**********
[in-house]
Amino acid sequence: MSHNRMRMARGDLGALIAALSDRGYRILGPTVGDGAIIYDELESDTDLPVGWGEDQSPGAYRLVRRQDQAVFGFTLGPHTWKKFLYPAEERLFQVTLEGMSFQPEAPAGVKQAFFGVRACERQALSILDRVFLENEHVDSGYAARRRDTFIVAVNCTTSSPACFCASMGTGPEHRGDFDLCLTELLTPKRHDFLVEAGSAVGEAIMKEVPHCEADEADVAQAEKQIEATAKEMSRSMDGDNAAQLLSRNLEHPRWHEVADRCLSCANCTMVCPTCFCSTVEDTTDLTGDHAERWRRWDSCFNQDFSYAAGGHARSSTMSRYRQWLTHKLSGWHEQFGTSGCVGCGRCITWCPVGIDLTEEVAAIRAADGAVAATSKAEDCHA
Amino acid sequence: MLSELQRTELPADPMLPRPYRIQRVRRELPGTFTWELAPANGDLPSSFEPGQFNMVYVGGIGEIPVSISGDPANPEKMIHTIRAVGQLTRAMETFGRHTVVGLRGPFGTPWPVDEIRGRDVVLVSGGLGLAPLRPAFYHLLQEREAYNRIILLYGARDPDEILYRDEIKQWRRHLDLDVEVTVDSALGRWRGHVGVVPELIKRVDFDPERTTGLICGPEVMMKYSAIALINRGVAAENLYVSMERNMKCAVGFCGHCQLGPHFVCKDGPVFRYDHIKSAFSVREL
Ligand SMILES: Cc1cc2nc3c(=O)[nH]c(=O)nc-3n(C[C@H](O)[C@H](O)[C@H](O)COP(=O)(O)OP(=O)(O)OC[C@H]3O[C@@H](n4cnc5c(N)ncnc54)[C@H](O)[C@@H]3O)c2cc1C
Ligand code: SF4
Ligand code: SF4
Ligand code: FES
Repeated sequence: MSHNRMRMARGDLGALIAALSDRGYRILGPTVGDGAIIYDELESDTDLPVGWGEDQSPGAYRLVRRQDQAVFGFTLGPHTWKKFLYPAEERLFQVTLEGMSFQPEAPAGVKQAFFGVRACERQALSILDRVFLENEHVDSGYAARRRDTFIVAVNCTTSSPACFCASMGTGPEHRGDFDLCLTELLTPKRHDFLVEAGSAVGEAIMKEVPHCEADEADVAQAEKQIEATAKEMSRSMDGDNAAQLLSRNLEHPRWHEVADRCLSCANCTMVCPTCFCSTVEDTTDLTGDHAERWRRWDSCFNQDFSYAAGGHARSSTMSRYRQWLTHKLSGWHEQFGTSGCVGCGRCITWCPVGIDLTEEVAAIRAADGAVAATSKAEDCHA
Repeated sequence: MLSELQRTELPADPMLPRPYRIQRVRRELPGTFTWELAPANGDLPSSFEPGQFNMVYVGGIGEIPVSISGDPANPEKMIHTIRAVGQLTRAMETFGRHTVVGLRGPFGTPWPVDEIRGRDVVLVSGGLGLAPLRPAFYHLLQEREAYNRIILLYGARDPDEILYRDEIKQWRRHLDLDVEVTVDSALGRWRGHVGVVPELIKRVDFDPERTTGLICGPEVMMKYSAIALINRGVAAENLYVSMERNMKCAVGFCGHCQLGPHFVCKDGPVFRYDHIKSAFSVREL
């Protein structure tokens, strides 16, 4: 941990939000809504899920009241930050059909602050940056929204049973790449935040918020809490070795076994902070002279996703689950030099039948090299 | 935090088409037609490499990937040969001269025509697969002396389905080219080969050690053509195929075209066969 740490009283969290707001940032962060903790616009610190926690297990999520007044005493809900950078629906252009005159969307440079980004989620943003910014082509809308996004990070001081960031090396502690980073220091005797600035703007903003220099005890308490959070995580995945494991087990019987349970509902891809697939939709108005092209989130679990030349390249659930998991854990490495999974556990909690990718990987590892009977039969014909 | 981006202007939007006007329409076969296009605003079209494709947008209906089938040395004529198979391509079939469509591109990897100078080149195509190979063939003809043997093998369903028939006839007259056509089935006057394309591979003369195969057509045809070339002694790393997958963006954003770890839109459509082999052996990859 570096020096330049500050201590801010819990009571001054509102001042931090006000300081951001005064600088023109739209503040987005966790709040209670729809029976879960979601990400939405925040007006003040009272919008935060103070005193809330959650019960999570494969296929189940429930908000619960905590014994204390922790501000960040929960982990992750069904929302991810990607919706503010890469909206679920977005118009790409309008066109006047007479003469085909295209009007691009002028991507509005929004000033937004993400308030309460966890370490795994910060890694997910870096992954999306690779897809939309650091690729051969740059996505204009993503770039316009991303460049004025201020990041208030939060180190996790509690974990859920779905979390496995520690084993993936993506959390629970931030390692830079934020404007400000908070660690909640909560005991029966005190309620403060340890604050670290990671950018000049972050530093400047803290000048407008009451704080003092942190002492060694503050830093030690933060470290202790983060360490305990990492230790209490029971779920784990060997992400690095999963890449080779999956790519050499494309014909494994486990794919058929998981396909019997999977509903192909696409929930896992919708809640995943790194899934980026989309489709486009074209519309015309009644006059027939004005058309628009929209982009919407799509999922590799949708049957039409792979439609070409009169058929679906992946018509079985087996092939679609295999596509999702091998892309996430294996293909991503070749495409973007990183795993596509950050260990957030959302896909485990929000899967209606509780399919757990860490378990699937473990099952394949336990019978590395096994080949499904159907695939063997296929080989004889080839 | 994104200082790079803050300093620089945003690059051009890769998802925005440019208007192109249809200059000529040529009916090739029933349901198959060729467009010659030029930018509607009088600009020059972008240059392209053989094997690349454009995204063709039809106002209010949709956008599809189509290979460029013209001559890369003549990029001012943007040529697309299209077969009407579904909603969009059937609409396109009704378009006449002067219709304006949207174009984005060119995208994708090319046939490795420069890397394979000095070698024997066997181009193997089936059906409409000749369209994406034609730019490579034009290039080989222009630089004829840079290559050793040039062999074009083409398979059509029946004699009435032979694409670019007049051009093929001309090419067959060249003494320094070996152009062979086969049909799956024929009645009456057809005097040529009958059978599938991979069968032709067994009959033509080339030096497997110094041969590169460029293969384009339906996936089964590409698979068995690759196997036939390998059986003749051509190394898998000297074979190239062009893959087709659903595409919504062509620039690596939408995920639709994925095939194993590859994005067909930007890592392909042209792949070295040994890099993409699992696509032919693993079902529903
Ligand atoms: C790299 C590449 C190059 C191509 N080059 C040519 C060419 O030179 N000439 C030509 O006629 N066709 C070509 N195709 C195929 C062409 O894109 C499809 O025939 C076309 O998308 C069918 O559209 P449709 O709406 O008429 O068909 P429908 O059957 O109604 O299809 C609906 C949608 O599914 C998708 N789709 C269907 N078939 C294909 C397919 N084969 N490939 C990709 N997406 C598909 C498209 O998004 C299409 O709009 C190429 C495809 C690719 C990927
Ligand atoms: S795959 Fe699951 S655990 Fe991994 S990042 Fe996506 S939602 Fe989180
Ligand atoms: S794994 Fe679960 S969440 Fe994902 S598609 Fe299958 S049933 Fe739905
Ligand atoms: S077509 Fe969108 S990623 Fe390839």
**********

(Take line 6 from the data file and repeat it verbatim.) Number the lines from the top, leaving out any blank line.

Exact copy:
Ligand code: SF4